The History of Martyrdom Explains the Evolution of Suicide Bombers
Hugh Barlow says that suicide terrorism is the evolution of martyrdom. This theory has surprising explanatory power. The idea that anyone would willingly give up their life, especially the vexed circumstances we hear of today in Afghanistan, Iraq and Sri Lanka (home of the Tamil Tigers, puzzles most of us. It makes much more sense when Barlow, Director of Criminal Justice Studies at Southern Illinois University, explains it as the outgrowth of ancient martyrdom. Martyrdom has always been a way of showing one's adherence to God, even when it meant defying more worldly powers.
When most people discuss suicide bombers today, they are referring to the contemporary phenomenon of attacks by jihadists (such as Al Qaeda). For Barlow, these are more accurately the latest expressions of a phenomenon that began with Jewish martyrdom (recorded in the Torah, also called the Hebrew Bible). Martyrdom made its way through various incarnations, religions and conflicts before becoming the aggressive version we know today.
Barlow begins his history in Jerusalem in the 2nd century BCE. At that time, Jerusalem was ruled by the Hellenistic Seleucid Empire. A group of Jews known as Maccabees resisted the rule of Antiochus IV, a cruel leader known for his excruciating tortures. The Jews resisted this rule. Among them was a mother named Hannah and her seven sons. All were given the choice to relinquish their beliefs or face gruesome death. Hannah chose death for her and her sons, and for her choice her family had their tongues cut out and were scalped and burned. Despite this, Hannah begged her sons to welcome death on behalf of God. According to Barlow, Hannah and her sons offer the first innovation in martyrdom: the idea that the death of a martyr is in fact a form of choosing life.
These ancient Jewish martyrs were models for the Christians who followed. Roman rulers savagely persecuted the first Christians for their beliefs. Barlow's accounts of Christians at the hands of Romans are hair raising: "Nero dressed some condemned Christians in shirts stiffened with wax, then had them tied to chariot wheels and set them on fire to illuminate his gardens at night." In this period, a cult of martyrdom developed and Christians actively sought it in some circumstances.
From Active Martyrdom to Holy Warriors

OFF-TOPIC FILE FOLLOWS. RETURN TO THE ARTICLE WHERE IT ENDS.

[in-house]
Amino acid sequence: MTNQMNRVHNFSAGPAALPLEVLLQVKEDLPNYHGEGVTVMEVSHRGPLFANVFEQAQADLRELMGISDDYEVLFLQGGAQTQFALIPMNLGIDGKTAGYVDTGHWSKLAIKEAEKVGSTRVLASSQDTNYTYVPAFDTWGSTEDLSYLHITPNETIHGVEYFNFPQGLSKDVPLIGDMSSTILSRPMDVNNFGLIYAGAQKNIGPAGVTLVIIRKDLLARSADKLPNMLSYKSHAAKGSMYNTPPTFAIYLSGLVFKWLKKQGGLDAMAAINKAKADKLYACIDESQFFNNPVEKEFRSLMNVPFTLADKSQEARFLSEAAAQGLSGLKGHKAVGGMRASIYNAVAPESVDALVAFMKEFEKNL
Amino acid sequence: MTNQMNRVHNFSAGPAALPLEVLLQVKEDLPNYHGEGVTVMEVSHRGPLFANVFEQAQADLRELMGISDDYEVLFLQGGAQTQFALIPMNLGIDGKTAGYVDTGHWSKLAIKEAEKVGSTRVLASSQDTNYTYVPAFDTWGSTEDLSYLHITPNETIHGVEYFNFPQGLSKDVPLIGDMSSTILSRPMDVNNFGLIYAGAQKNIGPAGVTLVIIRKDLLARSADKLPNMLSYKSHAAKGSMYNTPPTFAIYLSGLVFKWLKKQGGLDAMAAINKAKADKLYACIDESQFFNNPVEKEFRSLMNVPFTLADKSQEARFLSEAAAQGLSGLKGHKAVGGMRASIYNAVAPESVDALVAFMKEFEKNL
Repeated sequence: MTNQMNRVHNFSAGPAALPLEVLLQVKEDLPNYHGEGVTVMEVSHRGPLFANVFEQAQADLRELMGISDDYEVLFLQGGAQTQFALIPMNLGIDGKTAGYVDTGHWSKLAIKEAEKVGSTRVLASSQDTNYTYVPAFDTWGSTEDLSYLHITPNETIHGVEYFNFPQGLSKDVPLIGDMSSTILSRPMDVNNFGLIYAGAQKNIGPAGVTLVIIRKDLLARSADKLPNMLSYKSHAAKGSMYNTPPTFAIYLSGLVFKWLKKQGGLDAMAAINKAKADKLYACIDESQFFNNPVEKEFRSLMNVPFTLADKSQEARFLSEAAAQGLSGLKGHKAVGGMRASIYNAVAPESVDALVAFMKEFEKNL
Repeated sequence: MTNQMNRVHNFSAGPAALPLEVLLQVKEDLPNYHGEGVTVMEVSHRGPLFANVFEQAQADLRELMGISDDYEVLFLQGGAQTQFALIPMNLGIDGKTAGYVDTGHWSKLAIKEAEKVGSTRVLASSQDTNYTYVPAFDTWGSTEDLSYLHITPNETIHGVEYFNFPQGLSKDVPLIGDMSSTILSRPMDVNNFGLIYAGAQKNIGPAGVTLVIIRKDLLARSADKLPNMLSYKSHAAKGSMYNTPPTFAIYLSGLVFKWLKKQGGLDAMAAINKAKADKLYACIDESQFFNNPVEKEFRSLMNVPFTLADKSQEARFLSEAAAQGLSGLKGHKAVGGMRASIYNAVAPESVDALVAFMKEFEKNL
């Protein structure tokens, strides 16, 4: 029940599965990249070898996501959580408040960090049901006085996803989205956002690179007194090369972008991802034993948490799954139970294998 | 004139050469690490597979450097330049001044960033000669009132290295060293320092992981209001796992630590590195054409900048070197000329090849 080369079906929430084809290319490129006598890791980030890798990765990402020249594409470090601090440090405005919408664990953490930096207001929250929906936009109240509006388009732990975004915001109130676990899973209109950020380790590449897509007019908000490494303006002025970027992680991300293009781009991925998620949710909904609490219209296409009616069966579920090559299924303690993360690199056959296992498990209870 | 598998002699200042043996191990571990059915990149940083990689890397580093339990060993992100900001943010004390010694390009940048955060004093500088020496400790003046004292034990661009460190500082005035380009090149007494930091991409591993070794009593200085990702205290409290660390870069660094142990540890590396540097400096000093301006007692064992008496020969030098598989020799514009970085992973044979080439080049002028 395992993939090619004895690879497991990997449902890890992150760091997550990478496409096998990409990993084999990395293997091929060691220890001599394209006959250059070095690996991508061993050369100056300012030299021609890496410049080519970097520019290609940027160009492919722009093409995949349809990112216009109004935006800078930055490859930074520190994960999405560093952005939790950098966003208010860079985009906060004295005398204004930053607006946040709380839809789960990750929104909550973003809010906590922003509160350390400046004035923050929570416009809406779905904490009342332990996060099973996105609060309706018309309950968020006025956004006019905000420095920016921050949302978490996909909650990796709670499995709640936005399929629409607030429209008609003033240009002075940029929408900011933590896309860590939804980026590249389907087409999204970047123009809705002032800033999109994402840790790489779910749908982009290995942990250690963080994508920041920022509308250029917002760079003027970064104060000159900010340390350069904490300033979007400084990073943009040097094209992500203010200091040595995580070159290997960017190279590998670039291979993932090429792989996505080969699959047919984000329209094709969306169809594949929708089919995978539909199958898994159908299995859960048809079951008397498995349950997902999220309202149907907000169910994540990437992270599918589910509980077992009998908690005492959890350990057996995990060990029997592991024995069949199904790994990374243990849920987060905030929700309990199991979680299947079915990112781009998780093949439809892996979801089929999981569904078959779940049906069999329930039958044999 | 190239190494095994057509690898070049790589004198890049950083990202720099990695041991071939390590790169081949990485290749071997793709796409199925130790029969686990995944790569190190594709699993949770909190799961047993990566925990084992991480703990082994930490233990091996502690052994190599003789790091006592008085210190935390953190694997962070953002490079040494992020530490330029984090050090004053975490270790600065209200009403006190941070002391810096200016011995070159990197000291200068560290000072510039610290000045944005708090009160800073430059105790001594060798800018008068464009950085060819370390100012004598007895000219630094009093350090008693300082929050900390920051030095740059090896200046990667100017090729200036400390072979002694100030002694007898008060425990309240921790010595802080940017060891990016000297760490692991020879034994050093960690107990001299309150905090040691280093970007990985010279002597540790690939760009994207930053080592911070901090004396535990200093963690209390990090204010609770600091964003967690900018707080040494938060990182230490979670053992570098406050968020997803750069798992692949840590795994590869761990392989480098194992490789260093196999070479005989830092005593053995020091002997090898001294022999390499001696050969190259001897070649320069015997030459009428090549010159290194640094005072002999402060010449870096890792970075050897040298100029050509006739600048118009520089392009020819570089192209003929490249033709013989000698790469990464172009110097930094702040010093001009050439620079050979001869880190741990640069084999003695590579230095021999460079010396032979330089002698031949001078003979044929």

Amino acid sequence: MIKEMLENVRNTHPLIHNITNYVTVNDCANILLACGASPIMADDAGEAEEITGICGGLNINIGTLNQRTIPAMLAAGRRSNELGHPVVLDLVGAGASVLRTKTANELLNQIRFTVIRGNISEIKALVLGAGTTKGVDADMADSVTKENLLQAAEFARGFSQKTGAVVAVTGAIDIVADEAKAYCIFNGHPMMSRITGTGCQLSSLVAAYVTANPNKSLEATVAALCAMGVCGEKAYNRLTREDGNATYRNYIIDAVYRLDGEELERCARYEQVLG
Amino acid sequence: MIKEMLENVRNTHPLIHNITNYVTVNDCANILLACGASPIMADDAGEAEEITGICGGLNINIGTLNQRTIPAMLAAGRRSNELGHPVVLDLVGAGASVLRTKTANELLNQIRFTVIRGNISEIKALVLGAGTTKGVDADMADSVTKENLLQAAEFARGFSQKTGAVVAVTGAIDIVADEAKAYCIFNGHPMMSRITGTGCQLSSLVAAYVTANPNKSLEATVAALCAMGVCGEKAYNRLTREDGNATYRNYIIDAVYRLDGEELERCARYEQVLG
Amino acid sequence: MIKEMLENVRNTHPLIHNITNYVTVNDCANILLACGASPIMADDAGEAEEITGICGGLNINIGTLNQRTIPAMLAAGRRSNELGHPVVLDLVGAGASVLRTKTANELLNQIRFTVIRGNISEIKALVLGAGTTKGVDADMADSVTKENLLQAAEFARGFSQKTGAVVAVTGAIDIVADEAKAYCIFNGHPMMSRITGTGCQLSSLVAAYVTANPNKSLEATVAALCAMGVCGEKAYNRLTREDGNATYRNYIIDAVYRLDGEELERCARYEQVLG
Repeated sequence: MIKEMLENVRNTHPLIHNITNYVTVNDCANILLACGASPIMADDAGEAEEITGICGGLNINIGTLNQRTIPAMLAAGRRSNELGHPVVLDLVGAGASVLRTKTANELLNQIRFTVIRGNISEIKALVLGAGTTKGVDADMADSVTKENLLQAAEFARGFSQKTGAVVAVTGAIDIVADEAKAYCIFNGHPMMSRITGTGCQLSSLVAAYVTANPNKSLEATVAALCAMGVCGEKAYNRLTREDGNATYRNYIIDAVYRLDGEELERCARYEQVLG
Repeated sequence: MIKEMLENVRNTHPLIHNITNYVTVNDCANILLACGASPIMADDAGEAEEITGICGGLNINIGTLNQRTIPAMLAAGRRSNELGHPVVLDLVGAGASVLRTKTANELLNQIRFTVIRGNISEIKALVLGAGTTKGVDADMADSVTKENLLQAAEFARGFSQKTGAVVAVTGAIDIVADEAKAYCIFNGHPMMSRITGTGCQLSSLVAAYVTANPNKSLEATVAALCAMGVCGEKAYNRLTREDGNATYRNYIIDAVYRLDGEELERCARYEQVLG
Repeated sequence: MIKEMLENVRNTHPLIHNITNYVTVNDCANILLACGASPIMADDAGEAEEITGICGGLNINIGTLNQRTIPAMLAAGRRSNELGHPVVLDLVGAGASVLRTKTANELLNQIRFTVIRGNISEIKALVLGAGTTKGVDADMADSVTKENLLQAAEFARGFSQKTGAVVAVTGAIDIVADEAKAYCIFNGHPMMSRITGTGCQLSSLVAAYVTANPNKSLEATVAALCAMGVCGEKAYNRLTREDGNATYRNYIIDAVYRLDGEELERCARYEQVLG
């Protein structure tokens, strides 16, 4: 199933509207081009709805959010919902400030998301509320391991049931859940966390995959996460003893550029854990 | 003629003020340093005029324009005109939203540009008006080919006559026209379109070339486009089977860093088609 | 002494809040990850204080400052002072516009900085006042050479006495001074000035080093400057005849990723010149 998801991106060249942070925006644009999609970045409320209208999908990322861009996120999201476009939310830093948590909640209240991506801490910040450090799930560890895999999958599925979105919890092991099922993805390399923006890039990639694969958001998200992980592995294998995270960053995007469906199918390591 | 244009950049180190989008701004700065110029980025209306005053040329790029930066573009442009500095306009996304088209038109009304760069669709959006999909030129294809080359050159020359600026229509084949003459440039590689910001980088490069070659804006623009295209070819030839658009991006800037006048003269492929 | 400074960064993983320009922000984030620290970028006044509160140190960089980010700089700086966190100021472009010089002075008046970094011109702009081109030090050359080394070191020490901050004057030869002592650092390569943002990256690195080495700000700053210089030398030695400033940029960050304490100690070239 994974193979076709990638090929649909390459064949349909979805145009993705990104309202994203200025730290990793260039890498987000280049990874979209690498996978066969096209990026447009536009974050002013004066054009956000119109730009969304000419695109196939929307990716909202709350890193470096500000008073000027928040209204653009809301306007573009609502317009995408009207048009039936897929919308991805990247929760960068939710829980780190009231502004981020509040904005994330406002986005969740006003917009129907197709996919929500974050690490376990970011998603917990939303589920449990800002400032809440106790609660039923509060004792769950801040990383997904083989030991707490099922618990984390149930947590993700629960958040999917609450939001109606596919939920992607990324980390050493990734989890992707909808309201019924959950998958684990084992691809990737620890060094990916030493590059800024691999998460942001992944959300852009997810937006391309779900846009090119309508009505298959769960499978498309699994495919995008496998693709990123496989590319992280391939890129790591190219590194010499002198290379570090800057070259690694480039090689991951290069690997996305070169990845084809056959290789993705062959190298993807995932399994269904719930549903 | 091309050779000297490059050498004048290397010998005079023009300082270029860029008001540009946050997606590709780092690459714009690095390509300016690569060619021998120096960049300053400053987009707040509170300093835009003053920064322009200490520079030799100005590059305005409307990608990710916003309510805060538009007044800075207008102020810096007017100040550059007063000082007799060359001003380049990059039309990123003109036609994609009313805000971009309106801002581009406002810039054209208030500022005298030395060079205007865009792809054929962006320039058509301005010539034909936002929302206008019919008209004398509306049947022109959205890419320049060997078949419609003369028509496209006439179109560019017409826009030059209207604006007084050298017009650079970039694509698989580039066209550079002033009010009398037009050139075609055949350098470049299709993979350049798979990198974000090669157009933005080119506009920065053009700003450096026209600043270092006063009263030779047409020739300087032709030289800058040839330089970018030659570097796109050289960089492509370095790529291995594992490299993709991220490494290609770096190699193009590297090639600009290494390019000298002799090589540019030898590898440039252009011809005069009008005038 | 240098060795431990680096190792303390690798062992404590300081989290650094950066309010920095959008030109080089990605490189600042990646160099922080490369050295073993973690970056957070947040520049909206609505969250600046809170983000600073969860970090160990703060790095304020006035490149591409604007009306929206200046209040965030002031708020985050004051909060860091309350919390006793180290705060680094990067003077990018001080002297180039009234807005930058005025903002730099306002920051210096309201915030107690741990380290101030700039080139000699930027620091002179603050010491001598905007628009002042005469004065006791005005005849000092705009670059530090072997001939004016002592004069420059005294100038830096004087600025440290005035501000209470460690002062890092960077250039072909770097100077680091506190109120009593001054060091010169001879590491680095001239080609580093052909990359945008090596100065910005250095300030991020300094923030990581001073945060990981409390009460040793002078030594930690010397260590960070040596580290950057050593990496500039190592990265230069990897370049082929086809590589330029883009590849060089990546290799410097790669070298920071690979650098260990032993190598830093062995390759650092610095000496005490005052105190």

Islam would take the idea of the active martyr one step further, by linking self-sacrifice to jihad. Barlow points out that, "the martyrdom of a holy warrior was not the result of a peaceful act of submission but an aggressive act of war; a ghazi (holy warrior) fought to victory or fought to death." The idea of holy war originated among the first Muslims in the 6th century, who protected and expanded their community through war with the existing tribal powers. In these early expansionist wars, men fought both for the rewards promised in the hereinafter but, truth be told, for the worldly "adventure and the plunder," as well.
"…It was the destiny of Islam to create holy war and the warrior martyr. Ironically, five hundred years later, their creation would be turned against the Muslims in a series of holy wars known as the Crusades." The Crusades began with the conquering of Jerusalem by Seljuq Turks in the 11th century. The defeated Byzantine Empire looked to Western Christendom for help. Rome responded with a holy war to safeguard Christianity against Muslims and Jews (who, like Muslims, were described as vile infidels by Roman bishops). In search of an afterlife in paradise and war plunder in the here-and-now, thousands of recruits set off for the holy lands to fight in some of history's bloodiest battles.
Martyrdom Gets Militant
Eighteenth century Khalsa Sikhs took martyrdom one step further. The Sikhs' movement arose to resist the oppressive of the Mughal dynasties. It drew on Islam, Hinduism and Buddhism to develop a militant vision of warrior-martyrs. The history of their persecution is complicated and ebbs and flows with 18th century British imperialism, the Indian independence movement, and the 1948 partition of Muslim and Hindu India. Caught in more than one crossfire, orthodox Sikhs grew increasingly vocal, then militant, about potential secession. Sikhs may have been the first warrior martyrs labeled terrorists, as they were by the Hindu establishment.
Chapters on Japanese Kamikaze pilots of World War II, the Sri Lankan Tamil Tigers, and the Palestinian Hamas bring readers to the present moment. Five years after the most spectacular "predatory" act of martyrdom to date, the 9/11 attacks, Iraq is the home of most suicide bombings.